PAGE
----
It was through her work with Fred Ross and the CSO that Dolores met Cesar Chavez. It was Fred who recruited and organized both Dolores and Cesar and trained them in community organizing. The CSO battled segregation, police brutality, led voter registration drives, pushed for improved public services in Latino communities throughout the State of California and fought to enact new legislation. The CSO played a leading role in electing the first Latino in over one hundred years, Ed Roybal, to the Los Angeles City Council.
While working with the CSO, both Cesar and Dolores realized the immediate need to organize farm workers because of their dire conditions. In 1962 after the CSO turned down Cesar’s request, as their nation director, to organize farm workers, Cesar and Dolores resigned from their jobs with CSO in order to do so. At that time she was a divorced mother with seven children. She later joined Cesar and his family in Delano, California where they began the National Farm Workers Association (“NFWA”), the predecessor to the United Farm Workers Union (“UFW”).
By 1965 Dolores and Cesar organized farm workers and their families throughout the San Joaquin Valley utilizing the organizing techniques taught them by Fred Ross. On September 8th of that year, Filipino members of the Agricultural Workers Organizing Committee (the successor of the “AWA” the same organization founded by Dolores) demanded higher wages and struck Delano area grape growers. Although Dolores and Cesar had planned to organize farm workers for several more years before confronting the large corporate grape industry, they could not ignore their Filipino brothers’ request. On September 16, 1965 the NFWA voted to join in the strike. Over 5,000 grape workers walked off their jobs. The strike would last five years.
In 1966, Dolores negotiated the first NFWA contract with the Schenley Wine Company. This was the first time in the history of the United States that a negotiating committee comprised of farm workers and a young Latina single mother of seven, negotiated a collective bargaining agreement with an agricultural corporation. The grape strike continued and the two organizations (“AWA” and “NFWA”) merged in 1967 to form the United Farm Workers Organizing Committee (“UFWOC”). As the main UFWOC negotiator, Dolores successfully negotiated more contracts for farm workers, she also set up hiring halls, the farm workers ranch committees, administrated the contracts and conducted over one hundred grievance and arbitration procedures on behalf of the workers.
These contracts established the first medical and pension benefits for farm workers and safety plans in the history of agriculture. Dolores spoke out early against toxic pesticides that threaten farm workers, consumers, and the environment. The early UFWOC agreements required growers to stop using such dangerous pesticides as DDT and Parathyon. Dolores organized field strikes, directed the grape, lettuce and Gallo Wine boycotts, and led the farm workers in campaigns for political candidates. As a legislative advocate, Dolores became one of the UFW’s most visible spokespersons. Robert F. Kennedy acknowledged her, the farm workers, and Cesar’s help in winning the 1968 California Democratic Presidential Primary moments before he was assassinated in Los Angeles.
Dolores directed the UFW’s national grape boycott that resulted in the entire California table grape industry signing a three-year collective bargaining agreement with the United Farm Workers.
In 1973 the grape contracts expired and the grape growers signed sweetheart contracts with the Teamsters Union. Dolores organized picket lines and continued to lobby. The UFW continued to organize not only the grape workers but the workers in the vegetable industry as well until violence erupted and farm workers were being killed. Once again the UFW turned to the consumer boycott. Dolores directed the east coast boycott of grapes, lettuce, and Gallo wines. The boycott resulted in the enactment of the California Agricultural Labor Relations Act of 1975, the first law of its kind that grants farm workers the right to collectively organize and bargain for better wages and working conditions.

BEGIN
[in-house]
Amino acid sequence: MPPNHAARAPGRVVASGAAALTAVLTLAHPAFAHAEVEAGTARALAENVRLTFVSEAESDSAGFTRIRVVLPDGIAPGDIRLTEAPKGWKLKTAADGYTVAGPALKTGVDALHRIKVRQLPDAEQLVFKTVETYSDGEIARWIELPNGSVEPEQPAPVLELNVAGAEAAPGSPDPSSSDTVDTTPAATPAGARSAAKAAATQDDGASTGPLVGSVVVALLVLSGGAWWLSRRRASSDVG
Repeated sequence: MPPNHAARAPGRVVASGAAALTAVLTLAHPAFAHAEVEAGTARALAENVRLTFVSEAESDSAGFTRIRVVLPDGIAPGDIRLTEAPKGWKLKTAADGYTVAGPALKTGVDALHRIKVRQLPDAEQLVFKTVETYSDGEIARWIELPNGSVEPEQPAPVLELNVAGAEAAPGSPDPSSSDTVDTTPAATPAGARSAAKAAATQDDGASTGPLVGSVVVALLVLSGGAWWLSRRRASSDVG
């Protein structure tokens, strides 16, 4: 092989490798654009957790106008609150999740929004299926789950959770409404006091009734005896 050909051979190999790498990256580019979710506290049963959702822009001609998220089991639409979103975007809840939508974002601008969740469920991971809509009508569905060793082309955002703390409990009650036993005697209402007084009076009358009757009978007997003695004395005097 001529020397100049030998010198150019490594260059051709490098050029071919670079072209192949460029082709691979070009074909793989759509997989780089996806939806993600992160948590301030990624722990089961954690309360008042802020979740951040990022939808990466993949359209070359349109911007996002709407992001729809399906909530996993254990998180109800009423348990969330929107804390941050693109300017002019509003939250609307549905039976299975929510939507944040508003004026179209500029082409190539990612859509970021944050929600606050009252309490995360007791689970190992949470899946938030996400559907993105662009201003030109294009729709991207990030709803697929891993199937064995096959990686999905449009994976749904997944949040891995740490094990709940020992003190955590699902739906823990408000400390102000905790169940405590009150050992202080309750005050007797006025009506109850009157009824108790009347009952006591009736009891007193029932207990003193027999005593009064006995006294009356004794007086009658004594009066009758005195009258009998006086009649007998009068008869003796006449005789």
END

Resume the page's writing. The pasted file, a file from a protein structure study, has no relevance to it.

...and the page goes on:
In 1974 she was instrumental in securing unemployment benefits for farm workers. In 1985 Dolores lobbied against federal guest worker programs and spearheaded legislation granting amnesty for farm workers that had lived, worked, and paid taxes in the United States for many years but unable to enjoy the privileges of citizenship. This resulted in the Immigration Act of 1985 in which 1,400,000 farm workers received amnesty.
Dolores worked with Cesar for over thirty years until his death in 1993. Together they founded the Robert Kennedy Medical Plan, the Juan De La Cruz Farm Workers Pension Fund, the Farm Workers Credit Union, the first medical and pension plans and credit union in history for farm workers. They also formed the National Farm Workers Service Center (visit www.NSWSC.org) which today provides affordable housing with over 3,700 rental and 600 single family dwelling units, and educational radio with over nine Spanish Speaking Radio Stations throughout California, Washington and Arizona.
In 2002 Dolores was the second recipient of the Puffin Foundation/Nation Institute Award for Creative Citizenship (visit www.nationinstitute.org) that included a $100,000 grant which she utilized to establish her long time dream, the Dolores Huerta Foundation’s Organizing Institute.
The Foundation’s mission is to focus on community organizing and leadership training in low-income under-represented communities.
At age seventy-five (75), Dolores Huerta still works long hours serving as President of the Dolores Huerta Foundation leading the development of the organization and the Organizing Institute as well as the community organizing. It is not unusual to find her traveling regularly to cities across North America educating the public on public policy issues affecting immigrants, women, and youth. She speaks at colleges and organizations throughout the country in support of “La Causa”.
Dolores is a board member for the Feminist Majority Foundation (visit www.feminist.org) that advocates for gender balance. She is also teaching a class on community organizing at the University of Southern California.
Dolores C. Huerta is also Secretary-Treasure Emeritus of the United Farm Workers of America, AFL-CIO (UFW). She is the mother of 11 children, 20 grandchildren and five great-grandchildren.
Thursday, March 20, 2008
University Ballroom, University Union